For McLister, the “best” mortgage rate is one with “the highest probability of maximizing your net worth. That means choosing the optimal combination of interest rate savings, term length, rate type, origination fees, post-closing fees, advice and flexibility,” he said.

As for the key features rate shoppers should take into consideration, McLister adds, “Depending on one’s circumstances, a borrower might need to overweight factors like payment flexibility, refinance options, porting rules, prepayment allowances, readvanceability, prepayment charges and so on.”

How a lower rate could end up costing you more

We all know that the cheapest rate doesn’t necessarily translate to the lowest borrowing cost. Lenders are able offer reduced rates because they typically strip out flexibility.

“A less-frills mortgage that makes you pay a higher rate or bigger penalty could easily cost you 3–4 times the interest rate savings,” said McLister. “For example, if you move and your closing date is 60 days away, but your lender only allows 30-day ports, you could be stuck paying thousands in prepayment fees and/or lose your pre-existing low rate. Or if you need to refinance but your lender doesn’t let you refinance elsewhere before maturity, you could easily pay 1/2 point more than best market rates.”

Laird notes that the difference between “no frills” rates and full featured rates is usually around 10–20 bps. He provided this example to illustrate how you would be further ahead by choosing a full-featured rate in the event you break your mortgage:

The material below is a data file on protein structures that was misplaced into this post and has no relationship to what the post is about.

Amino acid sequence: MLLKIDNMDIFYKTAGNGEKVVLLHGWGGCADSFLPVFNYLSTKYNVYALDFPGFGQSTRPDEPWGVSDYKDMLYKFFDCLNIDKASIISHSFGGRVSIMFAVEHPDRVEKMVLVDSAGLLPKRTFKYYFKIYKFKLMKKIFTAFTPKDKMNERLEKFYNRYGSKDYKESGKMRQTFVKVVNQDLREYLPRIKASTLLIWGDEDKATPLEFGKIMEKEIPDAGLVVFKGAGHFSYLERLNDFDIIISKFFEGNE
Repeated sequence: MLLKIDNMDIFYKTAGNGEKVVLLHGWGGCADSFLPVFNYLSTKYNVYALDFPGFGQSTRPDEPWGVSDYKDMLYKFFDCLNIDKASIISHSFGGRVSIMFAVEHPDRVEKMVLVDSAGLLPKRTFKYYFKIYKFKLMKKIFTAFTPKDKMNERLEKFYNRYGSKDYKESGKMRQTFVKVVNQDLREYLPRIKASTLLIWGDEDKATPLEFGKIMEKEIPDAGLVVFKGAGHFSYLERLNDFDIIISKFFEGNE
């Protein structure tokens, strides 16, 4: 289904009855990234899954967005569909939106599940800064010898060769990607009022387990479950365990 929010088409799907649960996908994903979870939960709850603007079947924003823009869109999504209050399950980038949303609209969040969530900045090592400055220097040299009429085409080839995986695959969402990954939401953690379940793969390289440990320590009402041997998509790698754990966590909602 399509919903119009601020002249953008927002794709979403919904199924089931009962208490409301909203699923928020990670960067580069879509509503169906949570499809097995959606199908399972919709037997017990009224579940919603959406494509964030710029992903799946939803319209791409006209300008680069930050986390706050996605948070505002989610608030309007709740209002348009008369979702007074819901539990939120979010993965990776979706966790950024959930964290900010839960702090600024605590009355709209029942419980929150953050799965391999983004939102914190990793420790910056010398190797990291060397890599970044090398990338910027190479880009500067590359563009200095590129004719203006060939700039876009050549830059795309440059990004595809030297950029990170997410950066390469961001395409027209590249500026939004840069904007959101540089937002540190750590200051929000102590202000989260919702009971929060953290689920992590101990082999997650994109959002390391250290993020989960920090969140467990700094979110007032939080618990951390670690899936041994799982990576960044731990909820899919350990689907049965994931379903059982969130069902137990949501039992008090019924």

• Mortgage size: $400,000
  • Amortization: 25 Years
  • Term: 5-year variable
  • Difference between no frills and full feature rate: 20 bps (3.20 % vs. 3.00%)
  • Client breaks the mortgage after 2 years
  • Penalty to break low-frills mortgage: 2.75% of mortgage balance
  • Penalty to break full feature mortgage: 3 months’ interest

“While the “no frills” rate will have saved you $1,555 of interest, the penalty to break would be $7,362 higher,” Laird explains. “So the net cost of the no-frills mortgage would be $5,807.”

How can shoppers decide what’s best for them?

No one can predict their future housing and financial needs with 100% certainty. But mortgage shoppers should still take the time to contemplate their long-terms goals and expectations. That’s the only way to make an educated guess as to what their mortgage needs will be.

“Some of the more common questions,” McLister says, are, “‘What are the odds I’ll move before my mortgage matures?’, ‘Where will I move and how much might I spend on the new home?’, ‘Will I need to tap my equity at some point?’, ‘Will I still qualify if I need to renegotiate my mortgage?’ and ‘Am I better off with a longer amortization?’”

Additional questions suggested by Laird are:

Career related:

  • Do you expect your earnings to change significantly during the term of the mortgage?
  • Will you receive significant bonuses during the term of the mortgage?
  • Will you need to move cities during the term of the mortgage?
  • Do you view the current property as a “starter house” that you will upgrade when you have the financial means?


  • What is your relationship status?  Is there a chance you will enter (or exit) a relationship during the term?
  • Will your family grow during the term?
  • Will any family members move out (or back in) during the term?
  • Do you plan on doing any renovations during the term?
  • Will you require any significant amounts of cash for other parts of your life during the term?